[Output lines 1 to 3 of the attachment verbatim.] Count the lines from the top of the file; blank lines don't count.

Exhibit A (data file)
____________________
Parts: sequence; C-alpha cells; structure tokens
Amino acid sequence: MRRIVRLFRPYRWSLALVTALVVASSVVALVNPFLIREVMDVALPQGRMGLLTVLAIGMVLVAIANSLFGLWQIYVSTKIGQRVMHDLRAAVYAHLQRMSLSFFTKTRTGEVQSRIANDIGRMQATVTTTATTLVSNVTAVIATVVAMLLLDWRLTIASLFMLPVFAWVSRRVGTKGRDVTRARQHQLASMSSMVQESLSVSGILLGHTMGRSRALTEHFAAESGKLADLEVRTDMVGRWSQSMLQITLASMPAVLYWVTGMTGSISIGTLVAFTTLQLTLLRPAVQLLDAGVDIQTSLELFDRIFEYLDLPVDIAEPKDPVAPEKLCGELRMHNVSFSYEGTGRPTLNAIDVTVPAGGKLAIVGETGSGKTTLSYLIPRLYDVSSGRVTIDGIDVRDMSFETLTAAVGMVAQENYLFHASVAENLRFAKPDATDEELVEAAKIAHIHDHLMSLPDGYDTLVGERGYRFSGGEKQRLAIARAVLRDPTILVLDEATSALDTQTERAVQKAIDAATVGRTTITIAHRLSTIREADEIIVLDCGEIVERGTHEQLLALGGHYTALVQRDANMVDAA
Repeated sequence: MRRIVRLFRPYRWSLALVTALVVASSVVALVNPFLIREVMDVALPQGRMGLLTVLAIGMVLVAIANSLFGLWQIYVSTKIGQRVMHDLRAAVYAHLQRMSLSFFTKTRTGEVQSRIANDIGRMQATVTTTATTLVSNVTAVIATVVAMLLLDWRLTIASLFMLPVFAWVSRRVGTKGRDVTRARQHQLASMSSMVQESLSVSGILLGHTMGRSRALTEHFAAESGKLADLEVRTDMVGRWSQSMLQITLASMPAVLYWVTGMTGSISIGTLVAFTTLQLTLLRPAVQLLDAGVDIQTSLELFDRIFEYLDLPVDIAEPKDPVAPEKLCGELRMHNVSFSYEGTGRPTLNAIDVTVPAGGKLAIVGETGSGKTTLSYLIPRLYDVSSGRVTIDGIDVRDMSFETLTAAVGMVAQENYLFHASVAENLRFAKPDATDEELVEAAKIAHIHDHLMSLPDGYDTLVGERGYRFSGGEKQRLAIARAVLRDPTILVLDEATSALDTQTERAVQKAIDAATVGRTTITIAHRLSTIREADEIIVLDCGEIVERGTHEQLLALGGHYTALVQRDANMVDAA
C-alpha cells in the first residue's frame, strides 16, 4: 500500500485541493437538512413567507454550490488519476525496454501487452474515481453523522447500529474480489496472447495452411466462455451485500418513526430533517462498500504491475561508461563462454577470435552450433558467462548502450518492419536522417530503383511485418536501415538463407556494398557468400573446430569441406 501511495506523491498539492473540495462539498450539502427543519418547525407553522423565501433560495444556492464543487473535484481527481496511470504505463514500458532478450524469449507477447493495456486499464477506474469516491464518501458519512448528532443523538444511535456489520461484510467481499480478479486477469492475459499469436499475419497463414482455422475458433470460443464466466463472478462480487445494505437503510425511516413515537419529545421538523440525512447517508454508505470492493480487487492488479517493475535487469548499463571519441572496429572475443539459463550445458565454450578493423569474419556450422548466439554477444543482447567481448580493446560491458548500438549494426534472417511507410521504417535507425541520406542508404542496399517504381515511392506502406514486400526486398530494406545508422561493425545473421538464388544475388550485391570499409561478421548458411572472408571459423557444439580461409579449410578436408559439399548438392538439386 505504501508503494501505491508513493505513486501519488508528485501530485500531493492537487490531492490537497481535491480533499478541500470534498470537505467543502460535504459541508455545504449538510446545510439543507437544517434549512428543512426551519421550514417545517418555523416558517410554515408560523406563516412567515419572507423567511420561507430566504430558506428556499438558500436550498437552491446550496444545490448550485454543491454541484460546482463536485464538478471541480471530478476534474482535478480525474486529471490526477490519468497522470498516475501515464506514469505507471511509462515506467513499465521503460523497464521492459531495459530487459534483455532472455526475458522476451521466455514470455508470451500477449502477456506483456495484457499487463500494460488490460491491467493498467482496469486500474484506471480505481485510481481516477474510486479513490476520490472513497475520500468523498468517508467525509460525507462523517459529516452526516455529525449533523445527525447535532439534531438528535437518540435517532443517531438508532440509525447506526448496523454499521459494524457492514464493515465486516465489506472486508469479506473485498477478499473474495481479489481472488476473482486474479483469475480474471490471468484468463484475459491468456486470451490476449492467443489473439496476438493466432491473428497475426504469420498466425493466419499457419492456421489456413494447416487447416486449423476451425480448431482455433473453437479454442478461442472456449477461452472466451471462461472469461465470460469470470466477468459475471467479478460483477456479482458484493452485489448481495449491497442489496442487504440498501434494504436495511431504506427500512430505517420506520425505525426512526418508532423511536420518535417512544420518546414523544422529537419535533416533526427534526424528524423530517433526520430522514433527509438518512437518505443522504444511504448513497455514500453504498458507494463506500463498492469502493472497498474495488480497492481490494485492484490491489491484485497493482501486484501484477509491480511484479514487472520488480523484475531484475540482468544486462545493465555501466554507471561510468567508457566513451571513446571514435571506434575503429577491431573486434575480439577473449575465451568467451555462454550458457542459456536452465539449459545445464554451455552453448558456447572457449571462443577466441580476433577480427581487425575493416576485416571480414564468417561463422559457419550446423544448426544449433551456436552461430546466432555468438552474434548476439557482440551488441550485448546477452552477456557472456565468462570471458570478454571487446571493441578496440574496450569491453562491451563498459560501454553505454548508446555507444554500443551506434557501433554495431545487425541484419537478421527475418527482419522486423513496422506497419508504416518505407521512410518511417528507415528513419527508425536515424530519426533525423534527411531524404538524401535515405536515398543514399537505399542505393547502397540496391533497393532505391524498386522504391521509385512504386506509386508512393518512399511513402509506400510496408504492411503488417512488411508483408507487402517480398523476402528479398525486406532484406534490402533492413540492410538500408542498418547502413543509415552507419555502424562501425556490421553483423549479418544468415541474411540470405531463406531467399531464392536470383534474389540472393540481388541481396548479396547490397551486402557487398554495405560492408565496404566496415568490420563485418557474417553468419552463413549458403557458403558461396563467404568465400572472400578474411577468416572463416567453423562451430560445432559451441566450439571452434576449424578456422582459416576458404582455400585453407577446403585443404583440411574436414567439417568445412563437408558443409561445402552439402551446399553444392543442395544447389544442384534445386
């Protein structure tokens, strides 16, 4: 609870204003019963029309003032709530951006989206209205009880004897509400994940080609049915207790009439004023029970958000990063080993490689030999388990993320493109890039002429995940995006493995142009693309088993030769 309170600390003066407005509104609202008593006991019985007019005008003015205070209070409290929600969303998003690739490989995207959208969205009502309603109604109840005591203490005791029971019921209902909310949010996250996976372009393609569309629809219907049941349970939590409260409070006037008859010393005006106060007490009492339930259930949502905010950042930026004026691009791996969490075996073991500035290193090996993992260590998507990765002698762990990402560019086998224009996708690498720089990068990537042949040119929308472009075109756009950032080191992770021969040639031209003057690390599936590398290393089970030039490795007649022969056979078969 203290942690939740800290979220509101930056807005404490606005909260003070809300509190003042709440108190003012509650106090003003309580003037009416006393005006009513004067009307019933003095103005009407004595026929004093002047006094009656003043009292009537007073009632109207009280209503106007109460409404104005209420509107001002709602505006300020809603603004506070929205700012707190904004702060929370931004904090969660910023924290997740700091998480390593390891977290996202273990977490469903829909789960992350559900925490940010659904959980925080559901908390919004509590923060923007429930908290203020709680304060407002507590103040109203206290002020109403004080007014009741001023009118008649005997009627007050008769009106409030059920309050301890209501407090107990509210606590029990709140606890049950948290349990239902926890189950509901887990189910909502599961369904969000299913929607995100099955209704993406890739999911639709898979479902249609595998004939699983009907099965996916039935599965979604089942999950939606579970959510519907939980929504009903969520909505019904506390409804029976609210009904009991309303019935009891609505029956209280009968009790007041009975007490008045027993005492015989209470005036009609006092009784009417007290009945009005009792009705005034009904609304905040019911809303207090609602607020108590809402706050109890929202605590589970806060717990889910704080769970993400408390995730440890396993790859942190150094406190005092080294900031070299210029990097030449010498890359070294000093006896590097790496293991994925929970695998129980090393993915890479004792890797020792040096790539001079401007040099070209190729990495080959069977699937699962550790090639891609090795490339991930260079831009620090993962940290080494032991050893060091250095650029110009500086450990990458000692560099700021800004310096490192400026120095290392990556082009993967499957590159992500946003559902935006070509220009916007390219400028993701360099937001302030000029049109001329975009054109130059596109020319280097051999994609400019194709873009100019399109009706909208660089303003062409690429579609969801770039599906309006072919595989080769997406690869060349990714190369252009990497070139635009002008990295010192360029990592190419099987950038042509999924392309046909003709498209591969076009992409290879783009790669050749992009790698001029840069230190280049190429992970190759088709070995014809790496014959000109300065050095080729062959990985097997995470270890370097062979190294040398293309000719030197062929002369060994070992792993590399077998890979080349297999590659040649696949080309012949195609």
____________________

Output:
Parts: sequence; C-alpha cells; structure tokens
Amino acid sequence: MRRIVRLFRPYRWSLALVTALVVASSVVALVNPFLIREVMDVALPQGRMGLLTVLAIGMVLVAIANSLFGLWQIYVSTKIGQRVMHDLRAAVYAHLQRMSLSFFTKTRTGEVQSRIANDIGRMQATVTTTATTLVSNVTAVIATVVAMLLLDWRLTIASLFMLPVFAWVSRRVGTKGRDVTRARQHQLASMSSMVQESLSVSGILLGHTMGRSRALTEHFAAESGKLADLEVRTDMVGRWSQSMLQITLASMPAVLYWVTGMTGSISIGTLVAFTTLQLTLLRPAVQLLDAGVDIQTSLELFDRIFEYLDLPVDIAEPKDPVAPEKLCGELRMHNVSFSYEGTGRPTLNAIDVTVPAGGKLAIVGETGSGKTTLSYLIPRLYDVSSGRVTIDGIDVRDMSFETLTAAVGMVAQENYLFHASVAENLRFAKPDATDEELVEAAKIAHIHDHLMSLPDGYDTLVGERGYRFSGGEKQRLAIARAVLRDPTILVLDEATSALDTQTERAVQKAIDAATVGRTTITIAHRLSTIREADEIIVLDCGEIVERGTHEQLLALGGHYTALVQRDANMVDAA
Repeated sequence: MRRIVRLFRPYRWSLALVTALVVASSVVALVNPFLIREVMDVALPQGRMGLLTVLAIGMVLVAIANSLFGLWQIYVSTKIGQRVMHDLRAAVYAHLQRMSLSFFTKTRTGEVQSRIANDIGRMQATVTTTATTLVSNVTAVIATVVAMLLLDWRLTIASLFMLPVFAWVSRRVGTKGRDVTRARQHQLASMSSMVQESLSVSGILLGHTMGRSRALTEHFAAESGKLADLEVRTDMVGRWSQSMLQITLASMPAVLYWVTGMTGSISIGTLVAFTTLQLTLLRPAVQLLDAGVDIQTSLELFDRIFEYLDLPVDIAEPKDPVAPEKLCGELRMHNVSFSYEGTGRPTLNAIDVTVPAGGKLAIVGETGSGKTTLSYLIPRLYDVSSGRVTIDGIDVRDMSFETLTAAVGMVAQENYLFHASVAENLRFAKPDATDEELVEAAKIAHIHDHLMSLPDGYDTLVGERGYRFSGGEKQRLAIARAVLRDPTILVLDEATSALDTQTERAVQKAIDAATVGRTTITIAHRLSTIREADEIIVLDCGEIVERGTHEQLLALGGHYTALVQRDANMVDAA